SCIENCE NEWS: Is habitat restoration actually killing plants in the California wildlands?; Sinking rails; Tule Elk: Part Tu; Collecting clean water from air, inspired by desert life; and more …

Micromodels Aid Understanding of Contaminants; Photo by Pacific Northwest National Laboratory

In science news this week:

Is habitat restoration actually killing plants in the California wildlands?In 2014, plant biologists with the California Department of Agriculture reported an alarming discovery: native wildflowers and herbs, grown in nurseries and then planted in ecological restoration sites around California, were infected with Phytophthora tentaculata, a deadly exotic plant pathogen that causes root and stem rot.  While ecologists have long been wary of exotic plant pathogens borne on imported ornamental plants, this was the first time in California that these microorganisms had been found in native plants used in restoration efforts. Their presence in restoration sites raised the frightening possibility that ecological restoration, rather than returning disturbed sites to their natural beauty, may actually be introducing deadly plant pathogens, such as those related to Sudden Oak Death, into the wild. … ”  Read more from Science Daily here:  Is habitat restoration actually killing plants in the California wildlands?

Sinking rails:  “Beyond the beaches of California lie coastal marshes. These marshes are dense with short vegetation, sprouting from saturated, salt-ridden soils. Activity is constantly shifting along with the tides. At high tides, the tidal creeks overflow with seawater. As the tides recede, the soils become exposed to air and the leftover materials brought in by the tide. It is a nutrient rich ecosystem, full of wonderful wildlife.  The Ridgway’s rail, Rallus obsoletus, lives in this shifting environment. It nests in the tall dense cordgrass found along the tidal creek. The rails exist in only two subpopulations, one is found in southern California and the other in the San Francisco Bay area. Seldom do these birds leave their territory. However, as sea levels continue to rise, there is an increasing concern for the future of this endangered species.  Dr. Rosencranz led a team from the University of California Los Angeles and the U.S. Geological Survey to describe how the rail’s habitat may change over the next 100 years with sea level rise. … ”  Read more from EnviroBites here: Sinking rails

Tule Elk: Part Tu: “Conservation efforts helped bring California’s tule elk back from the brink of extinction, as we described in a previous blog post.  There are now an estimated 5,700 tule elk living in 22 herds across California (as of 2016), including ones near Bakersfield, Pacheco Pass, Point Reyes, Owens Valley, Tomales Point, Carrizo Plain, and Cache Creek. All of the current populations of tule elk are descendants of a few individuals saved by cattle baron Henry Miller in the mid-1800s. Although today’s population is only about one percent of its historic abundance, it does mean the species is no longer facing an immediate risk of extinction. Some herds are confined within managed reserve areas, while others are free ranging. A herd typically consists of one to three smaller harems of 10–20 individuals, including a bull elk, several female cows, and their young calves. Since the herds can’t move freely through the state to interbreed with each other, wildlife managers still have to relocate and selectively breed tule elk to keep their genetic diversity healthy. A new Elk Management Plan for California includes connecting and increasing their habitat, but these types of conservation efforts can take many years and require the help of government agencies, land owners, and the public to achieve. … ”  Read more from FishBio here: Tule Elk: Part Tu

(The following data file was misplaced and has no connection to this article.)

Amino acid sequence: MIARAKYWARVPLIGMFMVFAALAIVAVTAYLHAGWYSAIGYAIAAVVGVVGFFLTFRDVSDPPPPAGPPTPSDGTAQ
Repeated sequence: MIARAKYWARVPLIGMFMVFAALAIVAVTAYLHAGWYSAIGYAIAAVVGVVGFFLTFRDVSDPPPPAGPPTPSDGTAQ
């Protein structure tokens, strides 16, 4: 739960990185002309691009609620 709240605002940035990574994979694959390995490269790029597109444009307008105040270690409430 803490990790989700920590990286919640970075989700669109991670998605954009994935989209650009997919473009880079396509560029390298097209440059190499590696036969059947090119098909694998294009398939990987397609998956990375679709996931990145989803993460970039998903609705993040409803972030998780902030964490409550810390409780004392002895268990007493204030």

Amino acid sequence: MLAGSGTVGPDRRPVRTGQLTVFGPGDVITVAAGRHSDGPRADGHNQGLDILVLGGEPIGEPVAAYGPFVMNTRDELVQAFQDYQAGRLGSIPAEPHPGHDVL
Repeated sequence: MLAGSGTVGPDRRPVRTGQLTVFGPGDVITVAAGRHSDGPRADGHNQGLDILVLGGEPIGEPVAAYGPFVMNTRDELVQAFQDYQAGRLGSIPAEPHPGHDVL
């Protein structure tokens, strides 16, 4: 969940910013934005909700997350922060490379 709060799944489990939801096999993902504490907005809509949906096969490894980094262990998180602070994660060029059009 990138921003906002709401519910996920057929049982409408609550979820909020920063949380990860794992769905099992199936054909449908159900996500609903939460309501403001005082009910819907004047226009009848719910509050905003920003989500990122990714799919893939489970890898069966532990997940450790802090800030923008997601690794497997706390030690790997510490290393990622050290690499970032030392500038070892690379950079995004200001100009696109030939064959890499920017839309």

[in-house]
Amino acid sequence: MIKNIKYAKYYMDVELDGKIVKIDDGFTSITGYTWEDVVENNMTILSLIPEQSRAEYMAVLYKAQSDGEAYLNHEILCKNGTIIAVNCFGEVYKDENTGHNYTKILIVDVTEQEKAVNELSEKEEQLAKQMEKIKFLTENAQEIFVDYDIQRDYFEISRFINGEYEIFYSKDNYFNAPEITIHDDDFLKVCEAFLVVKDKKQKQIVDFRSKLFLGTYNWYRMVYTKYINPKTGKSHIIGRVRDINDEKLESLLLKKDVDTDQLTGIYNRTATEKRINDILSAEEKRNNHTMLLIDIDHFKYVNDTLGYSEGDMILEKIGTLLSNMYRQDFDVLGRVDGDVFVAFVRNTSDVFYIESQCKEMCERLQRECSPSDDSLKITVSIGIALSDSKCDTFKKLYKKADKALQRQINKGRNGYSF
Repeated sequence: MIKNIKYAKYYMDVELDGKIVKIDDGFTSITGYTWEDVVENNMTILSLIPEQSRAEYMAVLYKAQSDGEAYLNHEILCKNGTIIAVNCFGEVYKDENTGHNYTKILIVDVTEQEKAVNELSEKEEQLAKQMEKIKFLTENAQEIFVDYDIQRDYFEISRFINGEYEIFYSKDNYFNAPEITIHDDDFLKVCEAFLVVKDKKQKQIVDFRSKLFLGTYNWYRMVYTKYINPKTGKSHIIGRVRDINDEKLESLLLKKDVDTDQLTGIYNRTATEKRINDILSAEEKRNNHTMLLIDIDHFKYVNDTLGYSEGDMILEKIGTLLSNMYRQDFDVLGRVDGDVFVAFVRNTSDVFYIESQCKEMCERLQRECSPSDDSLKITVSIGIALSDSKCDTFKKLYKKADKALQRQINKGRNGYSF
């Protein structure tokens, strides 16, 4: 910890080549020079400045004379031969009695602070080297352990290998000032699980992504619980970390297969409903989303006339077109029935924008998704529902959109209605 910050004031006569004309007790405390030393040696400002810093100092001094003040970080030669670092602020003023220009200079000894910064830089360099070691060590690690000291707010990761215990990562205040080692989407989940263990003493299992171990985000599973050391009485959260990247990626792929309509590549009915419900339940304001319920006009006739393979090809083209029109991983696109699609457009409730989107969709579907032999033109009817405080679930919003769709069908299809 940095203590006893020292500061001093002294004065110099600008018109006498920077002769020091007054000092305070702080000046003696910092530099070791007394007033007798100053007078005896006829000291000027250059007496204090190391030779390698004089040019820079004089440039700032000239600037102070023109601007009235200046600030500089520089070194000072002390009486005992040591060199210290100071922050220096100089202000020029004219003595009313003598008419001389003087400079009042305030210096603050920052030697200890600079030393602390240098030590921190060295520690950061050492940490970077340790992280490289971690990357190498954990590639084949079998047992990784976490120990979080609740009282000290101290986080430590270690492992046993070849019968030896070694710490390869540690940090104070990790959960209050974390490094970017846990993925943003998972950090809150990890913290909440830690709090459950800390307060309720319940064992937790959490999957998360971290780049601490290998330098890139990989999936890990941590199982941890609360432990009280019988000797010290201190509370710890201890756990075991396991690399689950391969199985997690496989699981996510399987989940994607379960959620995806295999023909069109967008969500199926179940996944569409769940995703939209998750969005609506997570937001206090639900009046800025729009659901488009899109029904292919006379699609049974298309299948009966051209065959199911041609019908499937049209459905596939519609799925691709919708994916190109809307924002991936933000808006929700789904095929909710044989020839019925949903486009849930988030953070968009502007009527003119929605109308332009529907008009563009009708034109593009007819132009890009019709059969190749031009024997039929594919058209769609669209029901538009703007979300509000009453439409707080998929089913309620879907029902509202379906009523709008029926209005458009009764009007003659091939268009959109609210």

Tree-ring analysis explains physiology behind drought intolerance: “Tree rings tell the story of what’s happening physiologically as fire suppression makes forests more dense and less tolerant of drought, pests and wildfires, new research shows.  Scientists at Oregon State University and Utah State University studied 2,800 hectares of mixed-conifer forest in central Oregon, with many of the ponderosa pines in the study area dating back hundreds of years prior to 1910, when putting out wildfires became federal policy. … ”  Read more from Science Daily here:  Tree-ring analysis explains physiology behind drought intolerance

Collecting clean water from air, inspired by desert life:  “Humans can get by in the most basic of shelters, can scratch together a meal from the most humble of ingredients. But we can’t survive without clean water. And in places where water is scarce — the world’s deserts, for example — getting water to people requires feats of engineering and irrigation that can be cumbersome and expensive.  A pair of new studies from researchers at The Ohio State University offers a possible solution, inspired by nature.  “We thought: ‘How can we gather water from the ambient air around us?'” said Bharat Bhushan, Ohio Eminent Scholar and Howard D. Winbigler Professor of mechanical engineering at Ohio State. “And so, we looked to the things in nature that already do that: the cactus, the beetle, desert grasses.” … ”  Read more from Science Daily here:  Collecting clean water from air, inspired by desert life

Maven’s XKCD Comic Pick of the Week …

 

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About Science News and Reports: This weekly feature, posted every Thursday, is a collection of the latest scientific research and reports with a focus on relevant issues to the Delta and to California water, although other issues such as climate change are sometimes included. Do you have an item to be included here? Submissions of relevant research and other materials is welcome. Email Maven

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